Highlights This Month
- Poor finish in July for global equity markets.
- Should we be expecting markets to fall?
- U.S. economy continues to show signs of accelerating.
- Why the extended rally in stocks and increased price of bonds?
- Market volatility will likely increase.
- Chinese economic growth continues.
- Will weak economic growth in Europe lead to deflation?
- Good news for job market recovery.
- Wage growth remains weak.
- Consumer confidence index hits highest level since 2007.
- A stall in U.S. housing.
- CANADA’S employment numbers weaker than expected.
- No sign of decline for Canadian housing market.
The NWM Portfolio
Returns for NWM Core Portfolio were up 1.2% for the month of July.
The Core Portfolio is managed using similar weights as our model portfolio and is comprised entirely of NWM Pooled Funds and Limited Partnerships.
Returns were mixed in July with risk assets selling off near the end of the month.
Interest rates continued to move lower last month. While 2-year Canada yields were virtually unchanged and ended the month at 1.10%, 10-year Canada’s rallied and ended the month at 2.16% versus 2.24% at the end of June.
NWM Bond was up 0.4% in July with all our managers contributing positive results during the month. This is a good result, because not only did government bonds sell off during the month, but credit spreads widened.
High yield bonds generally performed poorly in July as credit spreads in the U.S. widened near the end of the month.
Because government bond yields actually declined, the current correction in high yield bonds is different than the correction last year in that investors appear to be concerned with credit risk rather than interest rate risk.
While we believe the high yield bond market is expensive and over-bought short term, we do not believe defaults are set to move higher and thus suspect the recent correction in U.S. credit spreads is of a short-term nature.
NWM High Yield Bond actually managed to increase 0.5% in July with the BMO Guardian High Yield leading the way, up 1.4%, followed by Picton Mahoney up 0.2%.
BMO U.S. High Yield (Montegy) was down 1.0% and PHN was down 0.4%.
Because the Canadian dollar declined over 2% versus the U.S. dollar during the month, managers who did not hedge their U.S. dollar currency positions benefitted during the month.
Also, credit spreads in Canada did not widen as much as in the U.S., so Canadian high yield issues performed better than in the U.S.
Global bonds were stronger, with NWM Global Bond increasing 1.3%. The weaker Canadian dollar likely contributed to these returns.
The mortgage pools continue to deliver steady returns, with NWM Primary Mortgage and NWM Balanced Mortgage returning 0.4% and 0.6% respectively for July.
The preferred share market was up marginally for the month of July as the iShares S&P/TSX Preferred Share ETF increased 0.14% and the BMO S&P/TSX Laddered Preferred Share Index ETF was up 0.29%. NWM Preferred Share gained 0.49%.
One of the key drivers of the outperformance for the month was our overweight position in Bell Aliant. The move by BCE to acquire the remaining shares of Bell Aliant from public shareholders led to the preferred shares trading $2 higher with the improved credit outlook.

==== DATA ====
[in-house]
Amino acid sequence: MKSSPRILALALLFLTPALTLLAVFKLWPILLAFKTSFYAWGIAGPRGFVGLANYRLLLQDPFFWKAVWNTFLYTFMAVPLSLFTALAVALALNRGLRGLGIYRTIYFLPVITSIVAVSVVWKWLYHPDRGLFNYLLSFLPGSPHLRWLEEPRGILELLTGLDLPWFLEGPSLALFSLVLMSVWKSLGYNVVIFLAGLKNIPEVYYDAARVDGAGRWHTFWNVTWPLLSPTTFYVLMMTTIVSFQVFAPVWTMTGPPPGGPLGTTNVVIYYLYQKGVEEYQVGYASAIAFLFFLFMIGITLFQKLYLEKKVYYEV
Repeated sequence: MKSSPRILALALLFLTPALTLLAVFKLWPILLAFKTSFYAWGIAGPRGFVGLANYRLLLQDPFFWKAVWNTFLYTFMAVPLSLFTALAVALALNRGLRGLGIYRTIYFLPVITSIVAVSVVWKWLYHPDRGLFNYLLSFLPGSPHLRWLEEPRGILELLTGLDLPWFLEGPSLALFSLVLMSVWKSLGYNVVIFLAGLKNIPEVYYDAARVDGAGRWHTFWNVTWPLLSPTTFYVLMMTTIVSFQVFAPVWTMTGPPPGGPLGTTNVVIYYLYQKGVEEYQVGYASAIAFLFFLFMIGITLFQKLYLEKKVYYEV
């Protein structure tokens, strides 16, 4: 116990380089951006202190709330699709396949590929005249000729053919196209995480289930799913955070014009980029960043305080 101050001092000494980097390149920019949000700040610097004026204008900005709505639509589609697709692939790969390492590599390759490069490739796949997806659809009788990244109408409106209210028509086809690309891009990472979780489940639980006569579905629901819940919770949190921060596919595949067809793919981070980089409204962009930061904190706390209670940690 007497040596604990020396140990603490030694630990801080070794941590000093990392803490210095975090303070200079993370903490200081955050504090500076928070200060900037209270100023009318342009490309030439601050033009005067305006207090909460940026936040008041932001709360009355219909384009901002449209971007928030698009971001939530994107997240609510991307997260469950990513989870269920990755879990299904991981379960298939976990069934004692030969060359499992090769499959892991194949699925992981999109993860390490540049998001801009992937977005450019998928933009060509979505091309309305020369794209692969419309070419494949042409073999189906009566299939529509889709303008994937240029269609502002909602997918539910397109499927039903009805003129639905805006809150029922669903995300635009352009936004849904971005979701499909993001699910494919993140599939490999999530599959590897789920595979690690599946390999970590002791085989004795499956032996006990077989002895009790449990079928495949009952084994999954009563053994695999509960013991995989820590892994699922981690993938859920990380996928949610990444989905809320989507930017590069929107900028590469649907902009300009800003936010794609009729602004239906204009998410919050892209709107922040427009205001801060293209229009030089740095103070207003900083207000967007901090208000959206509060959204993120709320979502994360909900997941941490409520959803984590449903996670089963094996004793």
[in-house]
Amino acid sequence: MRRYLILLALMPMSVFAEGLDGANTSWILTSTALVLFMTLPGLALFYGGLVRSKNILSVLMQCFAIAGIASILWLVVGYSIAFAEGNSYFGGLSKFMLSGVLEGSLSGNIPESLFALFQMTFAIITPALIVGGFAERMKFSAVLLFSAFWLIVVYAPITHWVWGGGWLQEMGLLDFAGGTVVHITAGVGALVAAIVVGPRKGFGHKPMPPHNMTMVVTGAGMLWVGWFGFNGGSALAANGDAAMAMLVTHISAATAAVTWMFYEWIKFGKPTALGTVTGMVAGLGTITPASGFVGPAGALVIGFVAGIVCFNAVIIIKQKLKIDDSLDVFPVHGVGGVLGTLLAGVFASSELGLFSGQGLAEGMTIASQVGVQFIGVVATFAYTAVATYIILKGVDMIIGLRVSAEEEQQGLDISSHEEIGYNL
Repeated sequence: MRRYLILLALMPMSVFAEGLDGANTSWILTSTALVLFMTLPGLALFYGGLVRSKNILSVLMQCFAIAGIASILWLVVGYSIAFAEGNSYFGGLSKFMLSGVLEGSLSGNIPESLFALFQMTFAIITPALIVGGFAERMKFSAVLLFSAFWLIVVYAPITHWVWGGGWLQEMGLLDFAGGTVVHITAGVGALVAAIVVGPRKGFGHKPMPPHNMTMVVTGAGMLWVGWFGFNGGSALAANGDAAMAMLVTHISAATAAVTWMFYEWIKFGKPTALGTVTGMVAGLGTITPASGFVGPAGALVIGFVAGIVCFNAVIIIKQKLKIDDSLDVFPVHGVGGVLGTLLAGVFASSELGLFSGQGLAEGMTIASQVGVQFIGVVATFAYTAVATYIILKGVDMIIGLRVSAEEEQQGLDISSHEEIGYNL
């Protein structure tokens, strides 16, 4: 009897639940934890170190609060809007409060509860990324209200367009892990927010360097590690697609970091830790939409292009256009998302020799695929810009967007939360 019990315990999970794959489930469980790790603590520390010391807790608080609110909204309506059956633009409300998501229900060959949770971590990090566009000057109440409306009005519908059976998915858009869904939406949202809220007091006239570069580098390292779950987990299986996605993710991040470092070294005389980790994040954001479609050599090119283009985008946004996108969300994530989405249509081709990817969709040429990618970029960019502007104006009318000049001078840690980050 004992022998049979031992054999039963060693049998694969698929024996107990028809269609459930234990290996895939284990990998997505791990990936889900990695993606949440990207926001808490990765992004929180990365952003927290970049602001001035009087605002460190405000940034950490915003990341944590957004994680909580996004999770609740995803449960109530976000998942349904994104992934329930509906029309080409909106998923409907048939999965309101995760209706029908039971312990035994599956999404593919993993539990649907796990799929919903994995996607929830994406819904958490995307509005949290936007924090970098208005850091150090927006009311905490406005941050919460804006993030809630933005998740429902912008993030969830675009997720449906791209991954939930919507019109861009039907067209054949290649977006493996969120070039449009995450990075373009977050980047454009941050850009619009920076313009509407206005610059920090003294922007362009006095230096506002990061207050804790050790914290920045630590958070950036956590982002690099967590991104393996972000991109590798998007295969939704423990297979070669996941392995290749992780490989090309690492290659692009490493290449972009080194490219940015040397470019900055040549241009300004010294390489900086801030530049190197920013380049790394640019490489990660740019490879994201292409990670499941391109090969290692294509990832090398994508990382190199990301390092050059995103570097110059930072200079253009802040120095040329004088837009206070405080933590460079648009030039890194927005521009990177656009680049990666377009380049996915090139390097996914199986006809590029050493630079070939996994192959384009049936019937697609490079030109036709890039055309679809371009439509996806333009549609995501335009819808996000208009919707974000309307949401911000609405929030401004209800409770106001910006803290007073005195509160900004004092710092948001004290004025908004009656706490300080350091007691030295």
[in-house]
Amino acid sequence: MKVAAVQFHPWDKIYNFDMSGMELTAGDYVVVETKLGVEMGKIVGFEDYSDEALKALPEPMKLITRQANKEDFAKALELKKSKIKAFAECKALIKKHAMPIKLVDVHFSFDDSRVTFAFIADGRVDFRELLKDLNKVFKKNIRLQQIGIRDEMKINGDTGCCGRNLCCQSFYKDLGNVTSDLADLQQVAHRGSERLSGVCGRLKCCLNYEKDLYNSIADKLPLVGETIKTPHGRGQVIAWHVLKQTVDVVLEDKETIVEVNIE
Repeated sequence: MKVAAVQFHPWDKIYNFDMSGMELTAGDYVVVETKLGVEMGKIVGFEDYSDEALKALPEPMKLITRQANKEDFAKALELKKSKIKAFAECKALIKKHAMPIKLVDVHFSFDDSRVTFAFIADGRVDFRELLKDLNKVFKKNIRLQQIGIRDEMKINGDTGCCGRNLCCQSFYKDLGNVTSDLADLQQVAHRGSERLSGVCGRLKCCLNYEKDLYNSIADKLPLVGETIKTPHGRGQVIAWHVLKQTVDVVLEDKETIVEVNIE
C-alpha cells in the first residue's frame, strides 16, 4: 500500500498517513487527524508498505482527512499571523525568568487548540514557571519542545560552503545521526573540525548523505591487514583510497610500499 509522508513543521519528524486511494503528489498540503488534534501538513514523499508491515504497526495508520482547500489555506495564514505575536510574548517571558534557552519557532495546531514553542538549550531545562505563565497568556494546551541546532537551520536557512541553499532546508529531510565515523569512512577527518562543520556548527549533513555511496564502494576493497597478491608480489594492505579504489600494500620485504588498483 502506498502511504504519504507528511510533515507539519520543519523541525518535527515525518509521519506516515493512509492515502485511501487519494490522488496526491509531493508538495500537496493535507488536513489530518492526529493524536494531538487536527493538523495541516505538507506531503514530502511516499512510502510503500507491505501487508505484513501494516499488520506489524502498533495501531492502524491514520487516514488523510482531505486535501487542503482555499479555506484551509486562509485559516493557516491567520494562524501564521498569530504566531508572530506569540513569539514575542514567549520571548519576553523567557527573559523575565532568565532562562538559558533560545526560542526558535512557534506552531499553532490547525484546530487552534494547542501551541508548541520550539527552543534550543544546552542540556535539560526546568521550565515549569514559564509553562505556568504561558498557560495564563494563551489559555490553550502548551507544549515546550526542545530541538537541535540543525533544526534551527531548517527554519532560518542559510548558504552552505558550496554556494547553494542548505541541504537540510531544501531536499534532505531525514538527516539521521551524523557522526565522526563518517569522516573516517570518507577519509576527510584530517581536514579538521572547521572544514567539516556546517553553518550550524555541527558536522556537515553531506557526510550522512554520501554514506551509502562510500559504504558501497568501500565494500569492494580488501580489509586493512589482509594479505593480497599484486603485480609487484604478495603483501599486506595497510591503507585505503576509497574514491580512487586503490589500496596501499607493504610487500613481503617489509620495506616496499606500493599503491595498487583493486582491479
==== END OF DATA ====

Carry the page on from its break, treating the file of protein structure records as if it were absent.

Canadian equities were strong in July with the S&P/TSX gaining 1.4% (total return, including dividends), while NWM Strategic Income was up 2.1% and NWM Canadian Tactical High Income was up 1.4%.
Foreign equities were generally stronger in July with NWM Global Equity up 1.3% versus 0.6% for the MSCI All World Index and 0.7% for the S&P 500 (all in CAD).
Of our external managers, Carnegie and BMO Asia Growth and Income were up 1.6% and 3.9% respectively, while Templeton Smaller Company, Edgepoint and Cundill fell 1.2%, 1.0%, and 0.3% respectively.
NWM U.S. Tactical High Income returned -0.7% in USD (approx. +1.5% in CAD) with 22 puts and 8 calls written on existing positions. The Fund has also written put options on a notional 62% of the fund.
The REIT market was stronger again in July, with NWM Real Estate up 0.7%.
NWM Alternative Strategies returned approximately 1.0% in July (this is an estimate and can’t be confirmed until later in the month) and gold declined 3.4%. Meanwhile, NWM Precious Metals was up 0.7%, as gold stocks continue to outperform gold bullion.
July In Review
On a price only basis, the Dow Jones Industrial Average actually dipped into negative territory for the year.
Canadian equities managed to deliver a positive return, but like most global exchanges, a poor end to the month helped dampen what was looking to be a strong July.
Up until the end of the month, markets had been unusually calm, with volatility in the first half of the year, as measured by the CBOE Volatility Index (aka the VIX), registering its lowest reading since 2007.
Even more unusual, all asset classes (stocks, bonds, and commodities), had been moving higher.
The last time markets started the year with asset classes all heading in the same direction was 1993.
A debt default in Argentina and a banking crisis in Portugal are definite concerns for these respective economies, but less so for the global economy.
Military conflict in Iraq, Gaza, and the Ukraine could all have huge potential impacts and warrant close attention.
In particular, the situation in the Ukraine and resulting economic sanctions levied against Russia have the potential to materially impact the fledging European economic recovery. Historically, however, the market has tended to disregard geopolitical events.